Which companies are driving the ‘smart’ city revolution?
Instinctively, you sort of just know whether a city is an agreeable place to live. Without necessarily being able to quantify why, you can, with a reasonable degree of confidence, take two different cities and identify what you like and dislike about each.
Instinctively, you sort of just know whether a city is an agreeable place to live. Without necessarily being able to quantify why, you can, with a reasonable degree of confidence, take two different cities and identify what you like and dislike about each. But these factors aren’t coincidental, or the result of some natural phenomena – they’re the result of deliberate decisions made by governments, and the implementation by the companies they contract in to enact them. Today, metropolises that are particularly adept at improving their liveability, have become known as ‘smart’ cities.
In 2016, the then Turnbull government in Australia committed to a plan to transform all of Australia’s major urban hubs into smart cities. To some, this seemed unnecessary; according to the Economist Intelligence Unit’s Global Liveability Index, Australia has long had some of the most liveable cities in the world. In the 2018 list, Brisbane and Perth both appear in the top 25 and 15 in the world respectively, Adelaide and Sydney are inside the top 10, and Melbourne has only just been dethroned as the most liveable city in the world by Vienna after seven consecutive years at the top of the rankings.
Admittedly different sources provide different rankings depending on their methodology, however the overall consensus is that Australian cities are great places to live. But this isn’t something that is going to remain true without some effort, and the federal and state governments are looking to maintain that status by investing smartly, to accommodate the rapid growth in the number of people looking to call our fantastic cities home.
So, what goes into making a city ‘smart’?
Well a smart city is a metropolitan, urbanised area that utilises data and technology to improve efficiencies, drive economic growth, and increase the quality of life, all through sustainable measures. Practically, there are numerous elements that contribute to this – urban design, traffic management, public transport, general infrastructure development, and many more. At the core of it, however, lies the use of data and analytics to hunt down inefficiencies, and to rectify them with technology-driven solutions. This means that smart cities are able to provide better services to their population, while simultaneously reducing their carbon footprint, and making them more efficient to travel across.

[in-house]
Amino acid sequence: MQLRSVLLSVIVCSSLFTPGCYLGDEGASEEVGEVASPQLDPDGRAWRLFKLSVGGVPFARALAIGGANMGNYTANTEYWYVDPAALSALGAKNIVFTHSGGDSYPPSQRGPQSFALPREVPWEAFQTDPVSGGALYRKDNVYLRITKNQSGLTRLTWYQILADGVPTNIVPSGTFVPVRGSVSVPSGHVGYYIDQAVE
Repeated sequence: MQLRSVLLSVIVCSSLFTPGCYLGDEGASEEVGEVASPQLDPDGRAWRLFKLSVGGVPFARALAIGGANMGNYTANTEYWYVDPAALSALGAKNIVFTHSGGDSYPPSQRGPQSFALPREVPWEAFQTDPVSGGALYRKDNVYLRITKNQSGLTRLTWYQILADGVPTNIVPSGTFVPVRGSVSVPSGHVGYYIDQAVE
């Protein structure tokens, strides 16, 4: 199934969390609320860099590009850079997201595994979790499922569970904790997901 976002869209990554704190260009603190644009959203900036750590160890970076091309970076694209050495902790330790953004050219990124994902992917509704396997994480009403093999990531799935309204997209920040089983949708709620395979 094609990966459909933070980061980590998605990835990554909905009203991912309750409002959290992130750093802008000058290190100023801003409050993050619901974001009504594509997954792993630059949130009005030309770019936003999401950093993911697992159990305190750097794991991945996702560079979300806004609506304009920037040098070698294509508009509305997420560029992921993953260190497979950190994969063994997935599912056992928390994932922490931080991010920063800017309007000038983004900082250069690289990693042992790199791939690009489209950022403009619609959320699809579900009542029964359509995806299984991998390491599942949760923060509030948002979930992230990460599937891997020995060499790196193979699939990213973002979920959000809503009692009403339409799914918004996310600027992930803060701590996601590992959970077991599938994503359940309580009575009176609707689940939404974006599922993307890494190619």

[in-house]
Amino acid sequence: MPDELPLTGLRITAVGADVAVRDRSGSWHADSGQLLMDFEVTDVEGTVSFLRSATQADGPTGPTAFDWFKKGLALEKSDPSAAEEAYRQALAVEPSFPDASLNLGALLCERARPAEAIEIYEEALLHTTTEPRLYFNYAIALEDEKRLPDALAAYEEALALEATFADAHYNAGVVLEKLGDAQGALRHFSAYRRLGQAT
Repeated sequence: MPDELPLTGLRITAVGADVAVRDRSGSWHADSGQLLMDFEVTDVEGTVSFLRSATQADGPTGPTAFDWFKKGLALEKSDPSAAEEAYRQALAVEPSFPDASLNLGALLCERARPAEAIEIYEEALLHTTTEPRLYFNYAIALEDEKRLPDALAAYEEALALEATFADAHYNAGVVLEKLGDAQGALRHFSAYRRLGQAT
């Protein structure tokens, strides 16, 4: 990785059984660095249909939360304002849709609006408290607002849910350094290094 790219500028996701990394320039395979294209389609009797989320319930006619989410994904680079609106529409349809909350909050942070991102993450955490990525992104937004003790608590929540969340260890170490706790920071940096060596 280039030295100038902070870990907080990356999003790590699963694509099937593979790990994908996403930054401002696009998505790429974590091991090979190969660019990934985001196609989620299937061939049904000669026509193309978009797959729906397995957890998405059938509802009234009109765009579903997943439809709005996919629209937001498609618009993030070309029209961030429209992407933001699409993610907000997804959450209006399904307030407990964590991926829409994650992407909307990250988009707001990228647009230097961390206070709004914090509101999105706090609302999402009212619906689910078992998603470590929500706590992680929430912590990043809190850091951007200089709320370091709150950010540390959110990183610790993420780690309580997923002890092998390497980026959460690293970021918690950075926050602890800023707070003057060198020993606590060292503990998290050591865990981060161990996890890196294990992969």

Australia’s proficiency in this regard has not gone unnoticed internationally, and it is considered to have some of the foremost expertise in this area. As a result, Australian companies such as Traffic Technologies have already secured contracts to provide services in existing intentional hubs which are looking to improve their citizen’s lives, such as Hong Kong and Shanghai, as well as being contracted to address the needs of rapidly expanding global gateway cities like Doha.
The company has also started to win contracts in Mexico, providing a foothold in North America, with a view to expansion into the United States. The company offers technical products to complement their more traditional signage division, servicing road traffic authorities, municipal councils and the construction industry. Listed on the ASX since 2005, they are responsible for the day-to-day implementation of the smart city vision, designed to make your everyday life easier, and your chosen city a more pleasant place to live.
Investors interested in learning more about smart cities can register to join the Traffic Technologies mailing list by registering here.
Traffic Technologies trades under the ASX code: ‘TTI’
*Reach Markets is paid a retainer to assist TTI with private investor management.
General Advice Warning
Any advice provided by Reach Markets including on its website and by its representatives is general advice only and does not consider your objectives, financial situation or needs, and you should consider whether it's appropriate for you. This might mean that you need to seek personal advice from a representative authorised to provide personal advice. If you are thinking about acquiring a financial product, you should consider our Financial Services Guide (FSG) including the Privacy Statement and any relevant Product Disclosure Statement or Prospectus (if one is available) to understand the features, risks and returns associated with the investment.
Please click here to read our full warning.